Napolitano's philosophy generally has a strong originalist bent, while not accepting the limitations of the older types of originalism espoused by Robert Bork and Justice Antonin Scalia with respect to the Constitution's open-ended provisions like the Ninth Amendment. Napolitano finds such limitations too restricting on a judge's ability to apply the Natural Law to decide cases where the liberty of the individual is at stake. Napolitano is a strong believer in economic liberties and argues that the decision Lochner v. New York was overruled in error in the West Coast Hotel case, as the Contracts Clause and the Fifth and Fourteenth Amendment Due Process clauses protect a sphere of personal economic liberty.
Napolitano has promoted 9/11 conspiracy theories. In 2010, he said, "it's hard for me to believe that it came down by itself... I am gratified to see that people across the board are interested. I think twenty years from now, people will look at 9-11 the way we look at the assassination of JFK today. It couldn't possibly have been done the way the government told us."
On March 16, 2017, citing three unnamed intelligence sources, Napolitano said on the program Fox & Friends that Britain's top intelligence agency, Government Communications Headquarters (GCHQ), had engaged in covert electronic surveillance of Trump during the 2016 presidential campaign on orders from President Obama. He said that by using the British intelligence apparatus President Obama would avoid leaving "fingerprints" that could identify the origin of this surveillance action. In a column on the Fox website, Napolitano wrote that GCHQ "most likely provided Obama with transcripts of Trump's calls. The NSA has given GCHQ full 24/7 access to its computers, so GCHQ—a foreign intelligence agency that, like the NSA, operates outside our constitutional norms—has the digital versions of all electronic communications made in America in 2016, including Trump's." One of Napolitano's sources was former Central Intelligence Agency (CIA) officer Larry C. Johnson, who later told CNN that Napolitano had misrepresented the statements he made on an online discussion board. Johnson, citing two anonymous sources, claimed that the GCHQ was passing information on the Trump campaign to US intelligence through a "back-channel", but stressed that the GCHQ did not "wiretap" Trump or his associates and that alleged information sharing by the GCHQ was not done at the direction of the Obama administration.
On March 16, White House Press Secretary Sean Spicer repeated Napolitano's claim at a White House press briefing. The following day, GCHQ responded with a rare public statement: "Recent allegations made by media commentator Judge Andrew Napolitano about GCHQ being asked to conduct 'wiretapping' against the then president-elect are nonsense. They are utterly ridiculous and should be ignored." A British government source said the allegation was "totally untrue and quite frankly absurd". Admiral Michael S. Rogers, director of the National Security Agency, said he has seen nothing to suggest that there was "any such activity" nor any request to do so. Former GCHQ director David Omand told the Financial Times that "The suggestion that [Barack Obama] asked GCHQ to spy on Trump is just completely barking—that would be evident to anyone who knew the system."
The claim started a diplomatic dispute with Britain. Tim Farron, the Liberal Democrat leader in Britain, said "Trump is compromising the vital UK-US security relationship to try to cover his own embarrassment. This harms our and US security." The Telegraph said that two U.S. officials had personally apologized for the allegation. The British government also said that the U.S. government promised not to repeat these claims. The White House denied reports that it had apologized to the British government, saying Spicer was merely "pointing to public reports" without endorsing them.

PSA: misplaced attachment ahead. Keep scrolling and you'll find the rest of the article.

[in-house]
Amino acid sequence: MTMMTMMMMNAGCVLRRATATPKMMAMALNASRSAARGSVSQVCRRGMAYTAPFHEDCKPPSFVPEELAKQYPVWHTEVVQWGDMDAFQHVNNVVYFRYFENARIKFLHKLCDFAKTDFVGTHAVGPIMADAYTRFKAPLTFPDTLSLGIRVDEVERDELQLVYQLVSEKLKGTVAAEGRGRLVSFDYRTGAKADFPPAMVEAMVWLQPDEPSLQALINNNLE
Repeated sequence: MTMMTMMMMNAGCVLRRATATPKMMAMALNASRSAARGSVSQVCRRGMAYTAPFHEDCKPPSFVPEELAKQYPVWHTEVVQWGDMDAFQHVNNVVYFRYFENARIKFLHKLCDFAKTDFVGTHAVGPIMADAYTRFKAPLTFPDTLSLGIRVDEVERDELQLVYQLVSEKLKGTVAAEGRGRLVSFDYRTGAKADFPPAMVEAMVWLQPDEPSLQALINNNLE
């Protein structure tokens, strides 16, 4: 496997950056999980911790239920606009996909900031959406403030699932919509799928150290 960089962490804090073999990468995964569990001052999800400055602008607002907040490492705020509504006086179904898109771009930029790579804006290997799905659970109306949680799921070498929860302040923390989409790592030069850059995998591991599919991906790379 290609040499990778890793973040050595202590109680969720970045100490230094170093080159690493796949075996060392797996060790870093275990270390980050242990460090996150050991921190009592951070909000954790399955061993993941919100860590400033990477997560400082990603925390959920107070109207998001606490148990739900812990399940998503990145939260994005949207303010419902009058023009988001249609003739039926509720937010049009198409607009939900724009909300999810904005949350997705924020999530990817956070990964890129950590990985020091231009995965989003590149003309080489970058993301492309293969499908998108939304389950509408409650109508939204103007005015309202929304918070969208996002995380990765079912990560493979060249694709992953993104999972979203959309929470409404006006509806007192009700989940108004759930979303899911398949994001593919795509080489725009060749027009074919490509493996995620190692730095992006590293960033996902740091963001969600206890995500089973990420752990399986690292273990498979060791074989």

On April 12, 2017, The Guardian reported that GCHQ (and other European intelligence agencies) had intercepted communications between members of the Trump campaign team and Russian officials, and shared the intelligence with their US counterparts. The communications were obtained through "incidental collection" as part of routine surveillance of Russian intelligence assets, not from a targeted operation against Trump or his campaign.
Fox News distanced itself from his claims and suspended Napolitano from contributing to the network's output, according to the Los Angeles Times and the Associated Press. He returned on March 29, after nearly a fortnight's absence, but continued to support the claims he had made earlier.
Napolitano has made numerous claims about the Civil War, which are rejected by historians. These claims include those that the Civil War was President Abraham Lincoln's war by choice, that slavery was dying anyway, that Lincoln could have freed the slaves by paying the slaveholders, and that Lincoln armed the slaves. More specifically, in a Daily Show segment, Napolitano said that Lincoln started the war "because he wanted to preserve the union, because he needed the tariffs from the southern states," a claim rejected by a panel of three distinguished historians of the Civil War: James Oakes, Eric Foner and Manisha Sinha. Napolitano argued that Lincoln could have solved the slavery question by paying slaveholders to release their slaves, a method known as compensated emancipation, thereby avoiding war. However, Lincoln did offer to pay to free the slaves in Delaware, but the Delaware legislature rejected him. Napolitano also asserted that Lincoln attempted to arm slaves, but two prominent historians of the Civil War said they had never heard of such an effort and PolitiFact rated the claim "pants-on-fire". Napolitano has asserted that slavery was dying a natural death at the time of the Civil War, a claim that one of the historians on the Daily Show panel rejected. The historian said, "Slavery was not only viable, it was growing ... This idea that it was dying out or was going to die out is ridiculous."
Napolitano has also said that Lincoln enforced the Fugitive Slave Act by sending escaped slaves back to their owners during the war; PolitiFact notes that "while there were cases when Lincoln enforced the law during the Civil War, he did so selectively when he thought it would help keep border states in the Union fold. When it came to slaves from Confederate states, the weight of the government actions fell heavily on the side of refusing to return escaped slaves."
"We collected 800 gallons of sap from our sugar maples and had it boiled down to 24 gallons of delicious, pure maple syrup that area residents can sample from the local shops that have agreed to carry our glass-jarred, locally made syrup," said FoxNews commentator Judge Andrew P. Napolitano, proprietor of Vine Hill Farm.